Saturday, October 5, 2019

Greta the Great

Greta in 2018, her first climate strike,
alone in front of the Swedish Parliament building

Every time I type her name, I type Great. Freudian dyslexia. I’m not too ahead of my time writing about Greta, and I usually don’t write about people everyone else is writing about. But, this time, I got into a bit of trouble on Facebook over her. It was her meltdown at the United Nations. I said something to the effect of how sad it was to see her like that and the comments - from friends of mine who know me and should know better - took the opportunity to rage against my lack of political correctness, as if I were suddenly Fox News attacking Greta’s Aspergers. Comments like “You don’t have to be normal to be wonderful!” As if anyone had ever accused me of being normal.

I had to look up Aspergers. I won’t bore you with the details you probably already know about Greta having read about her so much. I couldn’t care less what conditions Greta the Great has or doesn’t have. I read that people have commented on her clothes, her diet, her hair, her size, what the fuck ever!

I also said something about how they - operative word, “they,” my definition of “they” is anyone who has more power over your life than you do - said once, “We wait for you to get tired.” I got attacked for being tired. “We can’t get tired in our work!” came the comment back to me. Sorry, you’re actually one of the people who burned me out.

I saw something that day, the day Greta raged. I saw a person who had tried so hard. I remember her first day at the UN, when she was calm and quiet and told the world leaders, “My comments to you today will be this report on climate change from the world’s leading scientists.” She, a rational, thinking, caring, intelligent person had thought, “This is all I need to say. After they read this report, there will be no dispute. No more questions, only action.”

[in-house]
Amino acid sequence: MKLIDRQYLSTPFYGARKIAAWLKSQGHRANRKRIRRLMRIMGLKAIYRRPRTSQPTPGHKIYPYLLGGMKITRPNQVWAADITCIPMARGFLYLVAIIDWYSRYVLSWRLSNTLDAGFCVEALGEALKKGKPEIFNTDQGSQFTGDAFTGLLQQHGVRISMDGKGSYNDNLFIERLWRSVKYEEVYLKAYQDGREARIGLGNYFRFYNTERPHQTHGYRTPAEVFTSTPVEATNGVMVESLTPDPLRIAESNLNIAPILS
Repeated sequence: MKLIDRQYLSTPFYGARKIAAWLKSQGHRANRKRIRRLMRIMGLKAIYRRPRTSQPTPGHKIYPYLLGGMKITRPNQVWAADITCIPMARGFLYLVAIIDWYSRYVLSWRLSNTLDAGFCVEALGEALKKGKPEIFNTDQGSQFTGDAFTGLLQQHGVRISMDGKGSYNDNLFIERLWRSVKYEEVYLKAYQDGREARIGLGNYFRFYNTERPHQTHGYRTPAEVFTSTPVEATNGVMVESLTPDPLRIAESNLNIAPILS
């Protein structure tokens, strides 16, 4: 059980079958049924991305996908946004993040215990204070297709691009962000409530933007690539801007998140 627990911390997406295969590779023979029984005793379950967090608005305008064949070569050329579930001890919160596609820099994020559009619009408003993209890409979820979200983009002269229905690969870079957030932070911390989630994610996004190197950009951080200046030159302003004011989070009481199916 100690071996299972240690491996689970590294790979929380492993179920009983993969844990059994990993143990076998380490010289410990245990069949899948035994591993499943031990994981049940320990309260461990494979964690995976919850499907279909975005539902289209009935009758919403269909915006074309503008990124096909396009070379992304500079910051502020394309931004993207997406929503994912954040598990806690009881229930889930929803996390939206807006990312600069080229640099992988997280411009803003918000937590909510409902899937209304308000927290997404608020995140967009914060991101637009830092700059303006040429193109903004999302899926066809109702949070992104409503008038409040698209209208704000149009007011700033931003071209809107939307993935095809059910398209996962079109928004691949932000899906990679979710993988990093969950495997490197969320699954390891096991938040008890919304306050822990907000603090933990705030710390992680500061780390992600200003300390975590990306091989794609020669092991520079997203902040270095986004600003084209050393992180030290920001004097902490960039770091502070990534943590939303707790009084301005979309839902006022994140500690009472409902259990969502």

Look at the science. Look at the polar ice melting. Look at the animals going extinct. Look at the storms, and the floods, the fires and the drought. Now, now, now, act, act, act!


I’ve seen it before. Nothing, a terrible reaction to the truth.

She’d just come off a dramatic journey across the Atlantic on a sailboat powered only by sustainable energy. She disembarked to march and speak. Millions of people - and remember she started with only one, herself - my favorite picture of Greta, sitting alone outside of the Swedish Parliament building with one sign - now followed and supported by millions marching and shouting in the streets of national capitals around the planet. 

Greta Arrives in NYC, August, 2019

Millions of Marchers in cities around the globe
Climate Strike, September 20, 2019

Now, September 23, 2019 was the time to speak to the leaders and, it seemed, though probably it wasn’t the first time she realized, she saw quite clearly that she may as well be alone. Because, she realized that the throngs of marchers are the choir. The throngs of marchers are not polluting the planet. The men and women in front of her representing nations and corporations ARE POLLUTING THE PLANET and they are the ones who were not listening to her or to science or to anyone.

Greta the Great Lioness 
hissing and snarling
at the United Nations, September 23, 12019